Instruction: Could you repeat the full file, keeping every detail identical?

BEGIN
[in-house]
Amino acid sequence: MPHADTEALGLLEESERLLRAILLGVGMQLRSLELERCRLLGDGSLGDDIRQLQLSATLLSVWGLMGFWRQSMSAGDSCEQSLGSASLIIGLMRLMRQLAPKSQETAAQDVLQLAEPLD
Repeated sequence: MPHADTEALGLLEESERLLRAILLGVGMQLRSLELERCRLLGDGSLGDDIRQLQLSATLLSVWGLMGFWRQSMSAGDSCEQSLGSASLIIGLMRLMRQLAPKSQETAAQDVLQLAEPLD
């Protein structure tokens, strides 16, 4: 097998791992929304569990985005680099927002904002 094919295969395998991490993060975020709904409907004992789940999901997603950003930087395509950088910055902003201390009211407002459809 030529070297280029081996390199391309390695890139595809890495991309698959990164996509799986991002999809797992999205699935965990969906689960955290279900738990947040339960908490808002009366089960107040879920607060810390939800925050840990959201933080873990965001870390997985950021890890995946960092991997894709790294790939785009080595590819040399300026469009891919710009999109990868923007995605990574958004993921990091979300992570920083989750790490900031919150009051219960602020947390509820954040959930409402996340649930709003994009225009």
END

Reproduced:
[in-house]
Amino acid sequence: MPHADTEALGLLEESERLLRAILLGVGMQLRSLELERCRLLGDGSLGDDIRQLQLSATLLSVWGLMGFWRQSMSAGDSCEQSLGSASLIIGLMRLMRQLAPKSQETAAQDVLQLAEPLD
Repeated sequence: MPHADTEALGLLEESERLLRAILLGVGMQLRSLELERCRLLGDGSLGDDIRQLQLSATLLSVWGLMGFWRQSMSAGDSCEQSLGSASLIIGLMRLMRQLAPKSQETAAQDVLQLAEPLD
């Protein structure tokens, strides 16, 4: 097998791992929304569990985005680099927002904002 094919295969395998991490993060975020709904409907004992789940999901997603950003930087395509950088910055902003201390009211407002459809 030529070297280029081996390199391309390695890139595809890495991309698959990164996509799986991002999809797992999205699935965990969906689960955290279900738990947040339960908490808002009366089960107040879920607060810390939800925050840990959201933080873990965001870390997985950021890890995946960092991997894709790294790939785009080595590819040399300026469009891919710009999109990868923007995605990574958004993921990091979300992570920083989750790490900031919150009051219960602020947390509820954040959930409402996340649930709003994009225009």